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Frequently Asked Questions

Frequently Asked Questions

What is PET?

Positron emission tomography (PET) is an imaging technique, which can map functional processes of the brain. PET can investigate numerous processes in the brain using different 'radiotracers'. A radiotracer is a molecule that binds to a certain receptor of interest. It is labeled with a radioactive 'tag' which allows the PET camera to detect the signal. The amount of radiation you will receive is around the same dose you would receive from a CT scan. The government’s regulatory committee (FDA) has set a limit on the amount of exposure radiation exposure that is deemed safe and the dose you will receive is well below this limit.

What does having a PET scan involve?

After arriving at the PET center and having everything explained to you, a nurse will place an IV into your arm. The radiotracer will be injected through the IV and you will be asked to lie on the scanner bed with your head in the PET camera. The length of the scan varies depending on the study but will be between 30-90 minutes. Some studies require two scans in one day and some involve a drug challenge. This will be fully explained to you before you consent to taking part.

What is MRI?

Magnetic Resonance Imaging (MRI) allows us to obtain images of internal structures of the body, including the brain. A strong magnetic field is used to make hydrogen atoms align according to the direction of the magnetic field. Radio waves emitted from the scanner cause these atoms to enter a higher energy state. The radio waves are then turned off causing the atoms to release energy, which is received as a signal by the scanner. Hydrogen atoms respond differently when in water and in different types of tissue - resulting in different signal strengths from different parts of the brain. This enables us to get images such as the one shown on the right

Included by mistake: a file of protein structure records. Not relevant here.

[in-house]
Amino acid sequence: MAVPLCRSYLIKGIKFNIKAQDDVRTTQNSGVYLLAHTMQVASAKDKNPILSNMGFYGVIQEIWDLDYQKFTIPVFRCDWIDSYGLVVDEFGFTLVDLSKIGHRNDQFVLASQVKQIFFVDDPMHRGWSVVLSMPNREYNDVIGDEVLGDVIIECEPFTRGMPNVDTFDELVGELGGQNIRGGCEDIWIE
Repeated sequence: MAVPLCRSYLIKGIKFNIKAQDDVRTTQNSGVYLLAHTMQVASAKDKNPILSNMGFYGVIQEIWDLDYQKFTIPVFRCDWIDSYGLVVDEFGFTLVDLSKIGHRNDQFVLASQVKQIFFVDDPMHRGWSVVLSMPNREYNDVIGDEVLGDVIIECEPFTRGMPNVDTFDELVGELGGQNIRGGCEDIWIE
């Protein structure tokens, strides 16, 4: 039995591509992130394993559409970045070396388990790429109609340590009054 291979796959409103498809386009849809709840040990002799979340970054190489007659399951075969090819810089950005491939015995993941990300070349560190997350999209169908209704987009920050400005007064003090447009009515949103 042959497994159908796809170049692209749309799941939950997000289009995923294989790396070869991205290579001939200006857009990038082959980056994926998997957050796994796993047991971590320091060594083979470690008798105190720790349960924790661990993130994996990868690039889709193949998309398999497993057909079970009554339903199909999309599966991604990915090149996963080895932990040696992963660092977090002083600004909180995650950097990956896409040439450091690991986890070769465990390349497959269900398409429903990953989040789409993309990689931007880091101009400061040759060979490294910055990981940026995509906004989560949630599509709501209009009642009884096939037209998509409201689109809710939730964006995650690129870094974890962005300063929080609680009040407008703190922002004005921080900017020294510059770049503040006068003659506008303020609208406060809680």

What does having an MRI scan involve?

Because of the strong magnetic field you will be asked to remove any metal from your body, including things like belts, jewelry and piercings. You will then lie on the scanner bed and be moved into the scanner. You will be given ear protection as the scanner is noisy and a buzzer so that you can come out of the scanner at any time. For some of our scans you will just be asked to lie still, but for others you will be asked to carry out some simple tasks. For these you will be able to see instructions on a screen and will respond to pictures (e.g. of people’s faces) by pressing buttons.